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Take care in alley names, signs stolen

Thursday, July 12, 2007 | 12:00 a.m. CDT; updated 9:10 p.m. CDT, Tuesday, July 15, 2008

Recently a local newspaper carried a story about theft of Columbia street signs. The headline read: “College caper grows costly.” Vandals (read: thieves) increasingly, says the report, abscond with street signs that make it difficult for emergency vehicles to find addresses. Life and death emergencies result from missing signs.

Annually some 1,000 signs are stolen, costing the city about $150,000 to replace them. And, according to the street maintenance superintendent, the problem is worsening. Of course such activities are against the law, and the fine for sign theft is as much as $1,000. Most thieves seem to be college students since missing signs are mainly in areas where college students live. Most popular stolen signs have names like High Street, Corona Road and Rolling Rock Drive. And fewer sign thefts occur in the summer, when most college students have left town.

The mayor has suggested that replicas of the signs be sold to college students so they would not have to tear down the real signs. This might help, the mayor says, although it would not stop the “caper,” as the headline called it. Oh, Mr. Mayor, how you have forgotten the ways of youth? Buying a replica simply would not do it. No fun in that. The real thing, gotten surreptitiously, is much better. I recall the purloined watermelons from the farmer’s field: much better than any bought ones I’ve had since.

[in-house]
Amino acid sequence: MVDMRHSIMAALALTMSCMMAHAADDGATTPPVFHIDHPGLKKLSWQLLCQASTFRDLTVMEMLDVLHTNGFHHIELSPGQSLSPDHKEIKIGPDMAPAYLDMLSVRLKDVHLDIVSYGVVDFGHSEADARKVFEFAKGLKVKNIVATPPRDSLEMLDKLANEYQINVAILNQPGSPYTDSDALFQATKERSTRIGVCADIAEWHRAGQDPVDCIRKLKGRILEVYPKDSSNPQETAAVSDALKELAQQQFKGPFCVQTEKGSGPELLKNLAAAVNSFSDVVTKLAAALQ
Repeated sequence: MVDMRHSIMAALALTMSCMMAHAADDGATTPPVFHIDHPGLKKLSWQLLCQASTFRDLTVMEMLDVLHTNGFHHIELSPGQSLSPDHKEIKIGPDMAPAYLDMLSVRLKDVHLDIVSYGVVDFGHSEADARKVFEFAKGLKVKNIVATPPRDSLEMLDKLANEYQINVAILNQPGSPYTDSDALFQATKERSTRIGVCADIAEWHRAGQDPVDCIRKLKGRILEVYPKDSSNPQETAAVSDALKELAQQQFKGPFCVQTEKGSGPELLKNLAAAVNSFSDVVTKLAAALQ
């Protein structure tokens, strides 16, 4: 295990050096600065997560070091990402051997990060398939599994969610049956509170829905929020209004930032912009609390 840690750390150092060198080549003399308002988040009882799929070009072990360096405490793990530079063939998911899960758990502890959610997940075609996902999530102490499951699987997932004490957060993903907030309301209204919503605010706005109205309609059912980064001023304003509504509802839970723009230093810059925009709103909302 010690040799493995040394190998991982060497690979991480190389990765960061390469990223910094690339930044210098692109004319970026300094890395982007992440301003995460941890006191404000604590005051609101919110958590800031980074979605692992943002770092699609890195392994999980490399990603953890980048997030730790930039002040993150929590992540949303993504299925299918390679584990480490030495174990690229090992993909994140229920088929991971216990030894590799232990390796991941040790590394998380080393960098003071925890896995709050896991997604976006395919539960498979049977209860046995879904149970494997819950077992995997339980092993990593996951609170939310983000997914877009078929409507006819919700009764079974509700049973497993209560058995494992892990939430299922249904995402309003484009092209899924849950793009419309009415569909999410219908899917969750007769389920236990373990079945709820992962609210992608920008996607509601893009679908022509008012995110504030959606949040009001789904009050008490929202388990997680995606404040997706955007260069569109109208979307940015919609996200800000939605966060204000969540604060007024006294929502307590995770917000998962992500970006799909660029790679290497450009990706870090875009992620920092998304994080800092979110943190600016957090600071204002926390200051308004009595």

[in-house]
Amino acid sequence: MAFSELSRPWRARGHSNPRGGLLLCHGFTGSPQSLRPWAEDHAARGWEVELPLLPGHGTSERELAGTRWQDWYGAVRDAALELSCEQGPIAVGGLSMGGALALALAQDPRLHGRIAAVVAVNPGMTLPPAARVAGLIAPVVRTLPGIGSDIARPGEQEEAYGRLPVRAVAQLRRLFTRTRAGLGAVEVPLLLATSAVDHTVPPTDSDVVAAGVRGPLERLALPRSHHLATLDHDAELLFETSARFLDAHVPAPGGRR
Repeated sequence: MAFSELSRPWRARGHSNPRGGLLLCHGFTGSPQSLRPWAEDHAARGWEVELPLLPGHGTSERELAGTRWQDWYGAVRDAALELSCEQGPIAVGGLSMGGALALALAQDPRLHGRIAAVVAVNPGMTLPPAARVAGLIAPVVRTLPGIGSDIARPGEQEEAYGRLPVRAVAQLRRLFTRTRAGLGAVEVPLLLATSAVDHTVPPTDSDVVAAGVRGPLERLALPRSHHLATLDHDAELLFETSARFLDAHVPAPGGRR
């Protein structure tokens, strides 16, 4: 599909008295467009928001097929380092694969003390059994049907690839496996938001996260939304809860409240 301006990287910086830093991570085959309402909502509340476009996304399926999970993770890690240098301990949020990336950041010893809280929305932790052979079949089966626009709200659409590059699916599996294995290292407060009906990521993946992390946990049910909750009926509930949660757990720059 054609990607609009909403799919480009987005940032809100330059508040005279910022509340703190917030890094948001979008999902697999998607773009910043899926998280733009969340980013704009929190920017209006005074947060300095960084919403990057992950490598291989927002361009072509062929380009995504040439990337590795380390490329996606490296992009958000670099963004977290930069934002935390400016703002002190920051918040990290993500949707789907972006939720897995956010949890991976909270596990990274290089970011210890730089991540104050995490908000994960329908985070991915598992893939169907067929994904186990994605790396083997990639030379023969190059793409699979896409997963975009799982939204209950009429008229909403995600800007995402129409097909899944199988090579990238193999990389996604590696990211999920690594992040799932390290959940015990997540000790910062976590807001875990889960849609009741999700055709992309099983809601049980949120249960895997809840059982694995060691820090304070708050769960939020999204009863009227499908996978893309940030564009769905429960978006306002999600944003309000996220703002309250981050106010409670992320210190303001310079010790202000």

Now to the kindred subject of naming alleys in Columbia. Why not name each one after an animal? This would please the animal lovers and would not indicate any kind of political influence. I can just see alleys with such names as Cat Alley, Tiger Alley, Dog Alley, Skunk Alley and Opossum Alley. And alleys could be spruced up; they don’t have to be so unattractive. In Germany, for instance, alleys can be major streets or boulevards with honorable names, e.g. “Clay Alley.” In fact, alleys are so important that the country, it is said, gets its name “Alemania” from the Germans’ obsession with alleys.

The animal rights people would like the idea, for it would give public attention to a variety of critters. Or they might see adjectives prefacing the names of the animals. For example, Strutting Cat Alley would be more noble. And Invincible Tiger would win out over simple Tiger Alley. And think of the positive connotations of Fragrant Skunk Alley, Pungent Possum Alley and Diffident Dog Alley. We have Deer Creeks, Snake Rivers, Possum Trots and Alligator Springs. So why not alleys with animal names?

We must be careful, however, not to produce street signs like the one on U.S. 63 notifying the motorists of their approach to Broadway Street. Possum Alley Road or Strutting Cat Alley Parkway Street just wouldn’t do. Another suggestion: All north-south alleys could be red-bricked, and all east-west alleys could be asphalt. This would, of course, keep the motorist from going north on an asphalt alley.

Motorized interconnections are important for a growing city like Columbia. And much thought must be given to their names. It might be best if all animal names be restricted to a certain new subdivision (I’m sure being planned) called Zoological Gardens. But that would not solve the alley problem.

Merrill, a professor emeritus at the Missouri School of Journalism, has written and taught around the world and here in Columbia for more than 50 years.


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